I was alone, navigating my hard tail along the legendary Porcupine Rim Trail just east of Moab, when I began to think about the end of the world. I imagined traversing the rough landscape in an unfortunate, yet realistically speaking, not-to-distant future—a reality engulfed in desperation, aesthetic uncertainty, and a renewed sense of ingenuity. It was a reality certainly not characterized by automobiles, which had surely become obsolete almost immediately upon the collapse of civilization.
Unless we figure out a way for cars to run on loving kindness, it should be clear that they will not see us through the pending endgame of civilization. Given that bicycles were around before the automobile, it is not a stretch to say they will be around long after. If we can’t drive our way through the apocalypse, perhaps we can ride through it. Of all the different bicycles out there these days, the question of which bicycle will stand the test of end-times after the industrial production of parts ceases, seeing us through to a brighter, more resource responsible future, is above all, a fun question to explore.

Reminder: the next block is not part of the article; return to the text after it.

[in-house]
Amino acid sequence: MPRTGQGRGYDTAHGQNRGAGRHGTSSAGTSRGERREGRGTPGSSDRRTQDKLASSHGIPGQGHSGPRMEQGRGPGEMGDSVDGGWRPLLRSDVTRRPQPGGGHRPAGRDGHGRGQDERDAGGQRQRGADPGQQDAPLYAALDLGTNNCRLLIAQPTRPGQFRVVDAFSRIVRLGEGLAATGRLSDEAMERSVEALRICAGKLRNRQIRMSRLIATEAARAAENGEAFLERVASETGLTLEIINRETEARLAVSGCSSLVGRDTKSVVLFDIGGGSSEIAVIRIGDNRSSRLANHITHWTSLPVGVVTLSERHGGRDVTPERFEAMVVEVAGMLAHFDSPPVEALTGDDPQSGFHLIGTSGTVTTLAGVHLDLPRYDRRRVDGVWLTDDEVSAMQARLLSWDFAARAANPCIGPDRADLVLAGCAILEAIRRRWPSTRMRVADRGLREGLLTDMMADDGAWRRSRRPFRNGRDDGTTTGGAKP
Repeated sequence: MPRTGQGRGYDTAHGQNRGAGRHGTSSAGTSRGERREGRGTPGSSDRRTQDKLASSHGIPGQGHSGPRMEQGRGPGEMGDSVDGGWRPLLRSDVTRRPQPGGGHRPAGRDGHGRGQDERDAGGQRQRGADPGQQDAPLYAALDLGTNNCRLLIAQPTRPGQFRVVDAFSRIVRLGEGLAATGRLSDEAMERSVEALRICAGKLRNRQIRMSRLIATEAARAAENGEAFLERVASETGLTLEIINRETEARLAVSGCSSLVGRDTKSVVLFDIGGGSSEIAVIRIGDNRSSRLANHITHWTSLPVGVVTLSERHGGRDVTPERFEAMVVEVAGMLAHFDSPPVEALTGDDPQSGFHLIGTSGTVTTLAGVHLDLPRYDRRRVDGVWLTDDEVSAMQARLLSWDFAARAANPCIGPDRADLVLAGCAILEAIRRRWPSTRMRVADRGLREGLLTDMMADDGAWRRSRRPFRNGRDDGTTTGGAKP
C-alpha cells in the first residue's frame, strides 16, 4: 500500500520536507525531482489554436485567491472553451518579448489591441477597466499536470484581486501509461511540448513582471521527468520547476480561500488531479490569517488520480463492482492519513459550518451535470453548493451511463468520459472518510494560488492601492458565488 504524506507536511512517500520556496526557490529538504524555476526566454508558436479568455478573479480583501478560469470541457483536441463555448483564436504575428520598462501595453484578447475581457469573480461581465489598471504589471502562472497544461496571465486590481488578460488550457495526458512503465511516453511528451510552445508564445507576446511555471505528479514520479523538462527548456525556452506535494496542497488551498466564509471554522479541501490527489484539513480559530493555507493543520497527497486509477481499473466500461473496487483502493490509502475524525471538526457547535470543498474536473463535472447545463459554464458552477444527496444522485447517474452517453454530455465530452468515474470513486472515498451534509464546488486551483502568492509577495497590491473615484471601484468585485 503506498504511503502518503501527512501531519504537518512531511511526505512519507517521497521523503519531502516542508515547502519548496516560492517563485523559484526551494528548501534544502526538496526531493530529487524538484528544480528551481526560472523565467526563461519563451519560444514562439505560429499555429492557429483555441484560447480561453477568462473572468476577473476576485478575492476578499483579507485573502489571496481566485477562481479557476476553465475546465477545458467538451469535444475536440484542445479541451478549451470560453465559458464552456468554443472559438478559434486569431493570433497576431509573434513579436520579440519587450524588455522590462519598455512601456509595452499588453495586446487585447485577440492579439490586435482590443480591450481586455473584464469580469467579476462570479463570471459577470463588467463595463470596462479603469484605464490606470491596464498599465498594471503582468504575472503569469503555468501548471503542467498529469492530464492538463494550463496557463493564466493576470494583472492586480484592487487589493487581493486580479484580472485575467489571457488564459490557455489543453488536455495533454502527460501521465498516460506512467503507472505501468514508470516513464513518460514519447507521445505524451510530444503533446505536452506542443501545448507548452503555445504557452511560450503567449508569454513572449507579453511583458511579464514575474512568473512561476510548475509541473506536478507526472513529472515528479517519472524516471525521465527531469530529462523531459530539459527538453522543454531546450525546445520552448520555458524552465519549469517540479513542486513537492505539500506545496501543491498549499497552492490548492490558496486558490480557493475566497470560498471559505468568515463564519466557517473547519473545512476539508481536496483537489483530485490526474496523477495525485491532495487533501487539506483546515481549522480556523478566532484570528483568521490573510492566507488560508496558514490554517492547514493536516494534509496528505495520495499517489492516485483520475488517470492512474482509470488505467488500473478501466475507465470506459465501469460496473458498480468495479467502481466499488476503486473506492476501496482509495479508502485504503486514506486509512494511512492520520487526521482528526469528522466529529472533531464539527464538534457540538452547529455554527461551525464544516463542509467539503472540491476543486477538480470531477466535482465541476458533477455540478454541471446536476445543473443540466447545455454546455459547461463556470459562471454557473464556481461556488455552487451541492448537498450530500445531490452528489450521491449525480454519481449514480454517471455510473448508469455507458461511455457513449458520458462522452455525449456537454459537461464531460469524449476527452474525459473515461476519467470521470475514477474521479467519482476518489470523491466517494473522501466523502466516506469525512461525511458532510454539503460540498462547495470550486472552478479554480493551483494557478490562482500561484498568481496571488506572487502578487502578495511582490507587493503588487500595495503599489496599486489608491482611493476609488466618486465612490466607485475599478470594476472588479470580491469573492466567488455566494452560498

But lets be real; someday, all of this will come crashing down. Never before have we faced, all at once, so many different scenarios upon which the demise of industrial civilization may play out. Imagining living through such a collapse, as many of us do from time to time, it is clear that our transition to a sane and truly sustainable world will be neither voluntary, nor easy. There has been quite a bit written about a “bug-out pack,” a pre-organized backpack full of apocalypse-ready survival gear that one might need if they have to leave suddenly. But when the car dies, and it will, what sort of bike will you ride out into this uncertain future?